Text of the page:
The dueling ground, the King on his throne

Polinesso and Lurcanio fight, Lurcanio mortally wounds Polinesso who is carried away by Odaordo. A new champion appears with his visor down. He reveals himself as Ariodante, to the astonishment of all, and declares Ginevra innocent. Dalinda admits her part in the plot. Odoardo returns with the news that Polinesso, as he died, also admitted his guilt. The King pardons Dalinda and goes to find his daughter. Ariodante jubilantly hails a new bright day dawning after nights of darkness (Aria:Dopo notte).

The room where Ginevra is imprisoned

Ginevra looks death in the face (Arioso:Manca, oh Dei!). But her father and the others appear and declare her vindicated.She is reunited with her beloved Ariodante (Duet:Bramo aver mille vite).

The great hall of the palace. A large staircase supported by columns; on the upper part of the stairs musicians playing wind instruments.The King, Lords and Ladies descend the staircase. He begins the chorus, as the Lords and Ladies dance.

Chorus (Ogn'uno acclami bella virtute) and (Ballet).

Program and cast

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November 2019

Vienna State Opera

Public Transport
 

Subway lines: U1, U2, U4
Trams: 1, 2, D, J, 62, 65
Buses: 59A
Local Railway: Badner Bahn
Stops: Karlsplatz / Opera

Taxi stands are available nearby.
 

Parking



Parking is only € 6, - for eight hours!

The Wiener Staatsoper and the ÖPARK Kärntner Ring Garage on Mahlerstraße 8, under the “Ringstraßengalerien”, offer the patrons of the Vienna State Opera a new, reduced parking fee. You can park in the Kärntner Ring Garage for up to 8 hours and pay only a flat fee of € 6, -. Just validate your ticket at one of the discount machines inside the Wiener Staatsoper. The normal rate will be charged for parking time greater than 8 hours. The validation machines can be found at the following coat checks: Operngasse, Herbert von Karajan-Platz, and the right and left and balcony galleries.

Important: In order to get the discount, please draw a ticket and do not use your credit card when entering the garage!

After devaluing your ticket in the Wiener Staatsoper you can pay comfortably by credit card or cash at the vending machines.

The machines accept coins and bills up to 50.- Euro. Parking time longer than 8 hours will be charged at the normal rate.
 

History



The structure of the opera house was planned by the Viennese architect August Sicard von Sicardsburg, while the inside was designed by interior decorator Eduard van der Nüll. It was also impacted by other major artists such as Moritz von Schwind, who painted the frescoes in the foyer, and the famous "Zauberflöten" (“Magic Flute”) series of frescoes on the veranda. Neither of the architects survived to see the opening of ‘their’ opera house: the sensitive van der Nüll committed suicide, and his friend Sicardsburg died of a stroke soon afterwards.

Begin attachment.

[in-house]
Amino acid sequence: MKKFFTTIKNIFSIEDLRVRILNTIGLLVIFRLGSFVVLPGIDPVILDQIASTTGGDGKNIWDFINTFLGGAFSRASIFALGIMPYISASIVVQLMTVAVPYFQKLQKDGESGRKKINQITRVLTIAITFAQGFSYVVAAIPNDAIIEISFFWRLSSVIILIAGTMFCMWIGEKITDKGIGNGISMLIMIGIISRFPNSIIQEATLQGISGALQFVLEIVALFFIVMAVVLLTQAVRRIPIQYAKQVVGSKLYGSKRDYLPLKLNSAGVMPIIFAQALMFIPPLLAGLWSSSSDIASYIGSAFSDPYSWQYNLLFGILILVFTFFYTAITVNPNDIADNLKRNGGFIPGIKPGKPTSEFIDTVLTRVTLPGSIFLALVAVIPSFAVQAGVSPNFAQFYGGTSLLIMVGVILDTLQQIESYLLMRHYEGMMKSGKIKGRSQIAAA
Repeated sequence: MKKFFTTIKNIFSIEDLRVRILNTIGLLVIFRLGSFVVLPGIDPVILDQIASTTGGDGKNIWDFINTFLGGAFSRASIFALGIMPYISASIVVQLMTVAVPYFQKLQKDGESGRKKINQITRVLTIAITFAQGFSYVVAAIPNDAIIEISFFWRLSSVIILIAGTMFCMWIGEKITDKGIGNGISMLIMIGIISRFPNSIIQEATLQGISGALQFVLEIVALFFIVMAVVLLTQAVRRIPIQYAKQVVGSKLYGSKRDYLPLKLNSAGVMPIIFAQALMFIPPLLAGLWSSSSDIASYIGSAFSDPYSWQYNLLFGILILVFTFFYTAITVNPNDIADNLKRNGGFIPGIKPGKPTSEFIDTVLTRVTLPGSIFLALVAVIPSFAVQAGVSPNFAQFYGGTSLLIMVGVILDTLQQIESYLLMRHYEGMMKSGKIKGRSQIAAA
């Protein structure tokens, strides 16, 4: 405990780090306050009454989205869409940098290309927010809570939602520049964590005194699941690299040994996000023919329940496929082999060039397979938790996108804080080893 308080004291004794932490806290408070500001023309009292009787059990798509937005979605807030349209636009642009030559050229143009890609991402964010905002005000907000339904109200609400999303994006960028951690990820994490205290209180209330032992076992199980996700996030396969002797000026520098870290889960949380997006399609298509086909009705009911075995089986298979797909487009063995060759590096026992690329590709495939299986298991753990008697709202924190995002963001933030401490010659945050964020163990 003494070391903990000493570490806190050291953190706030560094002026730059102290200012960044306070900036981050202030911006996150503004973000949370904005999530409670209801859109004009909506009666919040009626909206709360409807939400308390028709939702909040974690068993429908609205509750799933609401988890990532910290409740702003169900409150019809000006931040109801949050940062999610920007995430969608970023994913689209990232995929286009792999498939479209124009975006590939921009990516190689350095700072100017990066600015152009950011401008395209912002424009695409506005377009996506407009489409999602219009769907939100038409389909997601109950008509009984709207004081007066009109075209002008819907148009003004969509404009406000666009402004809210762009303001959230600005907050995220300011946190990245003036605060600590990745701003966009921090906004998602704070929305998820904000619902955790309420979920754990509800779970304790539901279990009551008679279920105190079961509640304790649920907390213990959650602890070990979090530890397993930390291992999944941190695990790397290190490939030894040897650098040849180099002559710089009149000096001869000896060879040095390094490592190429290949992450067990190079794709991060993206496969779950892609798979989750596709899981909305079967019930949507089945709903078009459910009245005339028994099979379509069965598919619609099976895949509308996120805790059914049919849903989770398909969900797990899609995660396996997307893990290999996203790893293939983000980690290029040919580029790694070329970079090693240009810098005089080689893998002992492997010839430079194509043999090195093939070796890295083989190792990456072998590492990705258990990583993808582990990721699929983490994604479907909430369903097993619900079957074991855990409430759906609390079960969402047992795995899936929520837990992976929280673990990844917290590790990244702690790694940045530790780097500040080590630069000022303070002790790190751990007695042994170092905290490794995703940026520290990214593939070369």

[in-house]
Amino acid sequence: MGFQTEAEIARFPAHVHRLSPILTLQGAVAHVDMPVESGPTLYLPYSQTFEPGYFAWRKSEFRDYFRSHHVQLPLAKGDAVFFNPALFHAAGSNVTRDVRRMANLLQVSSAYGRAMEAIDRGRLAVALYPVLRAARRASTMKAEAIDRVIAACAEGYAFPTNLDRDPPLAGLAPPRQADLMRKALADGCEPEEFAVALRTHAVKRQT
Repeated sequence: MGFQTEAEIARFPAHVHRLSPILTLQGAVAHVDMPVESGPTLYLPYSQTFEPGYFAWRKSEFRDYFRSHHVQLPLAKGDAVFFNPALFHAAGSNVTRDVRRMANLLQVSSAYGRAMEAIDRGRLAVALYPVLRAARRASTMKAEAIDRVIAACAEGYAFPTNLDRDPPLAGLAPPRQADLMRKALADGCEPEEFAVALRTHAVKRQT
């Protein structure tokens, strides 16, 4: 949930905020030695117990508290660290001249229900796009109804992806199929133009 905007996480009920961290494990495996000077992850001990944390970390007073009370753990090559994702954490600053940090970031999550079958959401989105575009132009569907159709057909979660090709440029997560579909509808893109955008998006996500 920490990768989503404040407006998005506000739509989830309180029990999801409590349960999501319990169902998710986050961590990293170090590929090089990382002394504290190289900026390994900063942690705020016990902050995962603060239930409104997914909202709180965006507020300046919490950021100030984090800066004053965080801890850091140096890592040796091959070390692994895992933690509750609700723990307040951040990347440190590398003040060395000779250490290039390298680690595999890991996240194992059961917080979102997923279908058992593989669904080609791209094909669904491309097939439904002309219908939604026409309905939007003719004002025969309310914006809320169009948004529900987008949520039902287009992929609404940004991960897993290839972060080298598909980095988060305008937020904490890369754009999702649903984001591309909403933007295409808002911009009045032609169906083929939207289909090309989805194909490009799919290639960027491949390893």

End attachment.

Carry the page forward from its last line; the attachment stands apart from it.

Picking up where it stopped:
On May 25, 1869, the opera house solemnly opened with Mozart's Don Giovanni in the presence of Emperor Franz Joseph and Empress Elisabeth.
The popularity of the building grew under the artistic influence of the first directors: Franz von Dingelstedt, Johann Herbeck, Franz Jauner, and Wilhelm Jahn. The Vienna opera experienced its first high point under the direction of Gustav Mahler. He completely transformed the outdated performance system, increased the precision and timing of the performances, and also utilized the experience of other noteworthy artists, such as Alfred Roller, for the formation of new stage aesthetics.

 

The years 1938 to 1945 were a dark chapter in the history of the opera house. Under the Nazis, many members of the house were driven out, pursued, and killed, and many works were not allowed to be played.

 

On March 12, 1945, the opera house was devastated during a bombing, but on May 1, 1945, the “State Opera in the Volksoper” opened with a performance of Mozart's THE MARRIAGE OF FIGARO. On October 6, 1945, the hastily restored “Theaters an der Wien” reopened with Beethoven's FIDELIO. For the next ten years the Vienna State Opera operated in two venues while the true headquarters was being rebuilt at a great expense.

 

The Secretary of State for Public Works, Julius Raab, announced on May 24, 1945, that reconstruction of the Vienna State Opera would begin immediately. Only the main facade, the grand staircase, and the Schwind Foyer had been spared from the bombs. On November 5, 1955, the Vienna State Opera reopened with a new auditorium and modernized technology. Under the direction of Karl Böhm, Beethoven’s FIDELIO was brilliantly performed, and the opening ceremonies were broadcast by Austrian television. The whole world understood that life was beginning again for this country that had just regained its independence.

 

Today, the Vienna State Opera is considered one of the most important opera houses in the world; in particular, it is the house with the largest repertoire. It has been under the direction of Dominique Meyer since September 1, 2010.